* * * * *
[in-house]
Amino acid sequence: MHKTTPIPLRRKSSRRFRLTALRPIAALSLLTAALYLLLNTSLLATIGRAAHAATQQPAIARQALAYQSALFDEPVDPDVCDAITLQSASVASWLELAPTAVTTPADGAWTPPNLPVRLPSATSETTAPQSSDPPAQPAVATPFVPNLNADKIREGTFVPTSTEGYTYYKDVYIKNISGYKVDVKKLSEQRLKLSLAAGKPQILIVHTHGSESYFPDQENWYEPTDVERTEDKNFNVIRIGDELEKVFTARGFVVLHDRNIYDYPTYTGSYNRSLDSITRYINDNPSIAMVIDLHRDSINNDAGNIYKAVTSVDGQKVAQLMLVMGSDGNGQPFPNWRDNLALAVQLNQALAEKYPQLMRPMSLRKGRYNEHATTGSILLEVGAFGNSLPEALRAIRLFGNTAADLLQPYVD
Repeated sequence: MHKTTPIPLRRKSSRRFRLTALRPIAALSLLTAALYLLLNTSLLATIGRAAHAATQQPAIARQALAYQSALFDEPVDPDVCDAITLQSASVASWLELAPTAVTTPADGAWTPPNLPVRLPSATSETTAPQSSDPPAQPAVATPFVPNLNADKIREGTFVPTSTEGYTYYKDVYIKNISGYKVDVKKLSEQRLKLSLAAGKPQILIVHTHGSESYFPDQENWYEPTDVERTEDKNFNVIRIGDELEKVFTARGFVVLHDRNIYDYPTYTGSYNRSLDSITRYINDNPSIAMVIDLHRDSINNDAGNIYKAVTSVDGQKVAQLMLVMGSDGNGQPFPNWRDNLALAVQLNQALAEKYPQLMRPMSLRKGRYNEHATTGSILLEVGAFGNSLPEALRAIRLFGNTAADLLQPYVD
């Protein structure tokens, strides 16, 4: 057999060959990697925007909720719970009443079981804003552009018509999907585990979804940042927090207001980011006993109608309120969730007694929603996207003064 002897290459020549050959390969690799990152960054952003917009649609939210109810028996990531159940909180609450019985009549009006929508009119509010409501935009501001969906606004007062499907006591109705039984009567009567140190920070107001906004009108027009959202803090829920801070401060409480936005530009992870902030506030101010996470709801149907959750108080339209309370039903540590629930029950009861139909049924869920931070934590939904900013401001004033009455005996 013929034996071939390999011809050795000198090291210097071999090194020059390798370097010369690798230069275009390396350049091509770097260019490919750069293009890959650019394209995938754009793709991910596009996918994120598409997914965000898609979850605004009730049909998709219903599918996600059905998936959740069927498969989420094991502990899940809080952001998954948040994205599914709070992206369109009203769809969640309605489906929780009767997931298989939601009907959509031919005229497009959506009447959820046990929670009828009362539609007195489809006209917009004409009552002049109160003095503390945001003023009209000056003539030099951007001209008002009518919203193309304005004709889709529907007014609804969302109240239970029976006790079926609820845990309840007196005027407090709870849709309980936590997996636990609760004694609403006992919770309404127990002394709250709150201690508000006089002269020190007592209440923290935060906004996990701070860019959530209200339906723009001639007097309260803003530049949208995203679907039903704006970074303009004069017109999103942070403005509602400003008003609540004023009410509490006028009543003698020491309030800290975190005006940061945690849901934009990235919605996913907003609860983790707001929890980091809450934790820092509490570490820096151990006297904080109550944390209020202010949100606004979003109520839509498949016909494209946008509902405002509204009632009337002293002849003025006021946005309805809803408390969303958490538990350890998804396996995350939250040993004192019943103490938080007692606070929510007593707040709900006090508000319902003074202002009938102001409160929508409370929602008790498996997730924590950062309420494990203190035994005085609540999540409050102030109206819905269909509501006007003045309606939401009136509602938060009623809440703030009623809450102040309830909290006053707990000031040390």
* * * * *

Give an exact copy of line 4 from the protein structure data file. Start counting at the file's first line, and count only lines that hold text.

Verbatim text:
């Protein structure tokens, strides 16, 4: 057999060959990697925007909720719970009443079981804003552009018509999907585990979804940042927090207001980011006993109608309120969730007694929603996207003064 002897290459020549050959390969690799990152960054952003917009649609939210109810028996990531159940909180609450019985009549009006929508009119509010409501935009501001969906606004007062499907006591109705039984009567009567140190920070107001906004009108027009959202803090829920801070401060409480936005530009992870902030506030101010996470709801149907959750108080339209309370039903540590629930029950009861139909049924869920931070934590939904900013401001004033009455005996 013929034996071939390999011809050795000198090291210097071999090194020059390798370097010369690798230069275009390396350049091509770097260019490919750069293009890959650019394209995938754009793709991910596009996918994120598409997914965000898609979850605004009730049909998709219903599918996600059905998936959740069927498969989420094991502990899940809080952001998954948040994205599914709070992206369109009203769809969640309605489906929780009767997931298989939601009907959509031919005229497009959506009447959820046990929670009828009362539609007195489809006209917009004409009552002049109160003095503390945001003023009209000056003539030099951007001209008002009518919203193309304005004709889709529907007014609804969302109240239970029976006790079926609820845990309840007196005027407090709870849709309980936590997996636990609760004694609403006992919770309404127990002394709250709150201690508000006089002269020190007592209440923290935060906004996990701070860019959530209200339906723009001639007097309260803003530049949208995203679907039903704006970074303009004069017109999103942070403005509602400003008003609540004023009410509490006028009543003698020491309030800290975190005006940061945690849901934009990235919605996913907003609860983790707001929890980091809450934790820092509490570490820096151990006297904080109550944390209020202010949100606004979003109520839509498949016909494209946008509902405002509204009632009337002293002849003025006021946005309805809803408390969303958490538990350890998804396996995350939250040993004192019943103490938080007692606070929510007593707040709900006090508000319902003074202002009938102001409160929508409370929602008790498996997730924590950062309420494990203190035994005085609540999540409050102030109206819905269909509501006007003045309606939401009136509602938060009623809440703030009623809450102040309830909290006053707990000031040390």